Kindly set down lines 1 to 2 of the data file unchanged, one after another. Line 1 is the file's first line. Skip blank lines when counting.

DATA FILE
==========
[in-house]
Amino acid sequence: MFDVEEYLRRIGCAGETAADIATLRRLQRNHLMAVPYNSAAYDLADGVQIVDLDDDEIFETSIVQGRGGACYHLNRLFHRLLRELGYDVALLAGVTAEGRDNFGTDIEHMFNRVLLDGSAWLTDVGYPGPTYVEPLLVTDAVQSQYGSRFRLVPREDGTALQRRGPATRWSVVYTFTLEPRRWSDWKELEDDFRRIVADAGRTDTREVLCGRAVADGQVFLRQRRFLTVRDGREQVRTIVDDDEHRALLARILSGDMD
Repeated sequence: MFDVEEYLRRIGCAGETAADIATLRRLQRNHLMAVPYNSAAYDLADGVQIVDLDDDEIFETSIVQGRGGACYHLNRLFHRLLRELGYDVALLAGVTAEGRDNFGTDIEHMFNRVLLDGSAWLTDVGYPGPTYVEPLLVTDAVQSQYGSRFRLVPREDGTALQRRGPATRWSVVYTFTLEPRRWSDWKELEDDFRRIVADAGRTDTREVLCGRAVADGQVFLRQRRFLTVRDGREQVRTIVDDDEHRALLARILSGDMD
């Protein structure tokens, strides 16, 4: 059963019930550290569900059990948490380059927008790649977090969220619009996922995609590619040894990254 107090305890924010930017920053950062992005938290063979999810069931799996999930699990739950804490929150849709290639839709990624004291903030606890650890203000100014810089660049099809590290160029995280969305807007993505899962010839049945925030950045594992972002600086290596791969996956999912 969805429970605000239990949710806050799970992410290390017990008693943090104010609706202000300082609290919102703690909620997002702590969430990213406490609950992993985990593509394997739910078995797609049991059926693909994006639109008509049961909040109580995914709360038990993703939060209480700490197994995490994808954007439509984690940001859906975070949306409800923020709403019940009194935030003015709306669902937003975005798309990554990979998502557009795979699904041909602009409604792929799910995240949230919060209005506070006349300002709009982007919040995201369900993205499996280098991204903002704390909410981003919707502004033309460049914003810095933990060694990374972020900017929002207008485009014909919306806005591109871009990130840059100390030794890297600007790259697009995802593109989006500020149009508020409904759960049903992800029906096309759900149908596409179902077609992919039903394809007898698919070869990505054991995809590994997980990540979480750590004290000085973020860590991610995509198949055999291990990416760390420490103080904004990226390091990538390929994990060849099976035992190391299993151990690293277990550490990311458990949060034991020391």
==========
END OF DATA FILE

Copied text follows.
[in-house]
Amino acid sequence: MFDVEEYLRRIGCAGETAADIATLRRLQRNHLMAVPYNSAAYDLADGVQIVDLDDDEIFETSIVQGRGGACYHLNRLFHRLLRELGYDVALLAGVTAEGRDNFGTDIEHMFNRVLLDGSAWLTDVGYPGPTYVEPLLVTDAVQSQYGSRFRLVPREDGTALQRRGPATRWSVVYTFTLEPRRWSDWKELEDDFRRIVADAGRTDTREVLCGRAVADGQVFLRQRRFLTVRDGREQVRTIVDDDEHRALLARILSGDMD